Is There A Project Purple On Your Selling Benches

Apple’s imminent latest iphone update (’12’), brings to mind the storied history of the device. Remember the ‘iphone ten’ launch facial unlock demo FAIL? Or recall more the audience gasps at the smartphone era emergence?

Their Project Purple was famously the name of their designers’ efforts to create the first released form of the iPhone.

Even when I was at b-school, my lecturers constantly bemoaned how lowly R&D was regarded. When to a boffin they all considered it to be a huge contributor to whether a company grows long-term.

Indeed, each dawn seems to spawn analysis stating that firms who spend (elsewhere) without restraint underperform. When questioning Amazon’s plans for their Bond Villain Lair, aka HQ2, the Wall Street Journal listed such culprits as “diversification into new industries, changes of business model, massive hiring programs, unfettered CEO power, distracted management, and high capital spending”.

Yet put money into R&D and you will earn success commensurate with that investment.

Which can – and usually is – considerable. Outstripping competing efforts. Bettering the norm.

Is it the short-termism of The Markets, the thinning length of exec tenures or the quickening tech disruption cycles that’s flattening R&D budgets?

In whichever case, it’s been so long since I saw any sales operation conduct any true R&D I struggle to recall a good example.

Part of the problem being, what exactly is Sales R&D?

One thing it perhaps is not alone, is training. Although that vital ‘development’ ingredient also suffers from being neglected too often. Even with firms that sell obligatory maintenance packages along with their products. I’ve seen people insist on the ‘extra ten percent’ on this kind of thing with their customers. Stating that it’s essential to keep the wheels oiled. Yet do they invest said percentage on maintaining their own Sales ‘machinery’? …Never.

Then there’s the issue of if you do some type of Sales prototyping. Which salesperson is going to let that loose on one of their deals? You’ll not find many hands raised for that.

One problem is that you likely have people without a quota for all this kind of thing. But I’m not talking about product tweaks or collateral designs. Sales Ops pros are increasingly diverted to the technology of selling. From being submerged in sales reporting, evolving from spreadsheets back in the day, through SFA to CRM and today’s explosion of apps.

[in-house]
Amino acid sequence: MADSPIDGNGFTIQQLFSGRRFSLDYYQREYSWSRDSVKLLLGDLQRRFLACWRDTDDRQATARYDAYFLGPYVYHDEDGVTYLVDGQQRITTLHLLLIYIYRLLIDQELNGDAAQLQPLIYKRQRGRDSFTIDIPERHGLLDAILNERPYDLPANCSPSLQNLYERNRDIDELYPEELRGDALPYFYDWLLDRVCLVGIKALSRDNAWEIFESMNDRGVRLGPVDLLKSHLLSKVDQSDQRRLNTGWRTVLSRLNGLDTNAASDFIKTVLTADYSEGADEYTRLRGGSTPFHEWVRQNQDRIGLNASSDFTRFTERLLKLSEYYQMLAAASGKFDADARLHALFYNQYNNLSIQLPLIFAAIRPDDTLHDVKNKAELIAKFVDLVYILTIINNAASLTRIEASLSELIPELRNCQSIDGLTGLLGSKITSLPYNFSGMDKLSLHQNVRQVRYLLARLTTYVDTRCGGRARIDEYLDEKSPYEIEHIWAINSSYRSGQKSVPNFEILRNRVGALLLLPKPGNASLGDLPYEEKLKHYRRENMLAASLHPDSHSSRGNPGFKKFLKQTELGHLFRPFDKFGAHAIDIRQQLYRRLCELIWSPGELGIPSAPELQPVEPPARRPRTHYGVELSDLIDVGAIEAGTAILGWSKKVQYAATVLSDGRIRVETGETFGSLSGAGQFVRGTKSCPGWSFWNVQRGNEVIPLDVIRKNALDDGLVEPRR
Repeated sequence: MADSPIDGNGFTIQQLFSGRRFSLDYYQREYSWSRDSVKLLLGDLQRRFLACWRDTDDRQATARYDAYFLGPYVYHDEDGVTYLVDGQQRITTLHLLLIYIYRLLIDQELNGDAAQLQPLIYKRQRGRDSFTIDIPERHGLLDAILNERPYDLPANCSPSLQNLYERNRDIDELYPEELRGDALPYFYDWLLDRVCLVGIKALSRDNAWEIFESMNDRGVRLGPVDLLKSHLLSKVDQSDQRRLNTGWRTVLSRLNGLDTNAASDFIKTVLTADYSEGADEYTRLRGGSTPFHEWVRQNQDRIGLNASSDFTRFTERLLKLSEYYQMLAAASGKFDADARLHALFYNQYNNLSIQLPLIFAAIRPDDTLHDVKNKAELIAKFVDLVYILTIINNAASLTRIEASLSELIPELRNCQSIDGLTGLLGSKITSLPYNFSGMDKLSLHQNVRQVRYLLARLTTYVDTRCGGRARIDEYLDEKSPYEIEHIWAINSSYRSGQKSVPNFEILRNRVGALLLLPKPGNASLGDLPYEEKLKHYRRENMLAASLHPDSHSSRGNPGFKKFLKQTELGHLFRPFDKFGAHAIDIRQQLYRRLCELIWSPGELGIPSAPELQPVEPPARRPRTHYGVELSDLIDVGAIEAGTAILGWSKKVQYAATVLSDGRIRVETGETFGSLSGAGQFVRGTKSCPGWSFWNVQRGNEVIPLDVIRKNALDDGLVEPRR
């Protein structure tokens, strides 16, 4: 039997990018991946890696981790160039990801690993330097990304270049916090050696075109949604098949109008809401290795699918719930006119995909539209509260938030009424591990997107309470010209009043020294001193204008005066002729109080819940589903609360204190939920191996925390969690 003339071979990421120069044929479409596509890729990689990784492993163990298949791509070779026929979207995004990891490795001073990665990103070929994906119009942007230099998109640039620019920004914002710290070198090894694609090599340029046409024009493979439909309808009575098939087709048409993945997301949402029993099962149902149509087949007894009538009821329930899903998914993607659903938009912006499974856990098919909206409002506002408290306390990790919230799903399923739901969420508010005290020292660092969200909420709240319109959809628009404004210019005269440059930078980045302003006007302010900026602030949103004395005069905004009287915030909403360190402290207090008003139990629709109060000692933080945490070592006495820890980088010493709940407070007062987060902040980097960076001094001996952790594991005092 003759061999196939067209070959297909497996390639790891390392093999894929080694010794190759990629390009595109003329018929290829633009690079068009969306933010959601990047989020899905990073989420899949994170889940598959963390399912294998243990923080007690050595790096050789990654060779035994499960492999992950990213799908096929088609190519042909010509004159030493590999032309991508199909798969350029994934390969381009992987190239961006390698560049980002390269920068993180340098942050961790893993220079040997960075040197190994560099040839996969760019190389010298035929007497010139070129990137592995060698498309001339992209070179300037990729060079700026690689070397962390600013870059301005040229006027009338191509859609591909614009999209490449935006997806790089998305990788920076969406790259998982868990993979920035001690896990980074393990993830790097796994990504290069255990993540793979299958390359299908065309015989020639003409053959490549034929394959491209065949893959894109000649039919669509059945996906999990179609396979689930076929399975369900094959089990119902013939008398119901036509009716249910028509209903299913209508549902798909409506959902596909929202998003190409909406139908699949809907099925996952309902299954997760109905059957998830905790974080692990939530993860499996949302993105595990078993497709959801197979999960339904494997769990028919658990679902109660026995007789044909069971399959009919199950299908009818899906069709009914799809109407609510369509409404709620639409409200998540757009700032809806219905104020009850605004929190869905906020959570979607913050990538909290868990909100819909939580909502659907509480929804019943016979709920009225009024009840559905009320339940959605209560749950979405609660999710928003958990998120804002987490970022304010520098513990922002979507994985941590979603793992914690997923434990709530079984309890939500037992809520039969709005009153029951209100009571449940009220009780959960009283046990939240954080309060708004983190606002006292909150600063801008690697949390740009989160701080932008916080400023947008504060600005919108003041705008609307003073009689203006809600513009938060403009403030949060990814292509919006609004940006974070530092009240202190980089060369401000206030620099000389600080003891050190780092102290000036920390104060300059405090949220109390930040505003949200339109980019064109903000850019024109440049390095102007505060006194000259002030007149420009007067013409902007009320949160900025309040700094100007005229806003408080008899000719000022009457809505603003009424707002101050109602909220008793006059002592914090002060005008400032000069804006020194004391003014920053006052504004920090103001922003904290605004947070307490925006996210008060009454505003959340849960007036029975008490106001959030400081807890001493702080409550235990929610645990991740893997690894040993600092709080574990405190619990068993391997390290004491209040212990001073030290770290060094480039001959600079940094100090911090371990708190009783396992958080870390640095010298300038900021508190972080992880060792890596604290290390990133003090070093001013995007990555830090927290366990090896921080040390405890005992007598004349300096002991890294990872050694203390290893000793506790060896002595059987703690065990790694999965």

Genuine Sales R&D can take a number of forms.

If you sense a new market niche, then how do you approach it? A global salesteam incentive or a targeted test in a specific locale?

Which of the array of options do you consider?

A/B Testing, Market Testing, Rep Experiment, Soft Launch, Swat Team, Ansoff Box-ing, Team Meeting Ideas?

Apple famously deploy codenames for most upcoming releases.

From a standpoint of secrecy, now a pillar of culture.

Variant codenames of the latest iphone 12 appear to be sadly uninspiring; D52G, D53G, D53P, D54P.

Whatever the internal name – and there should be one – Sales always needs such a project bubbling up in their labs.

Something on ‘the benches’ focused on the MACs of our daily selling (Modifications, Additions, Changes).

Not that you should take note of such people, especially when they pollute wikipedia with their commandments, yet here are two lines adapted for our cause here;

The Path to Developing Successful New [Products Sales Ideas] (via joint research by MIT & McKinseys) points out three key practices that can play critical role in R&D Management: Talk to the customer, Nurture a project culture, Keep it focused.

You got your lab coat on?

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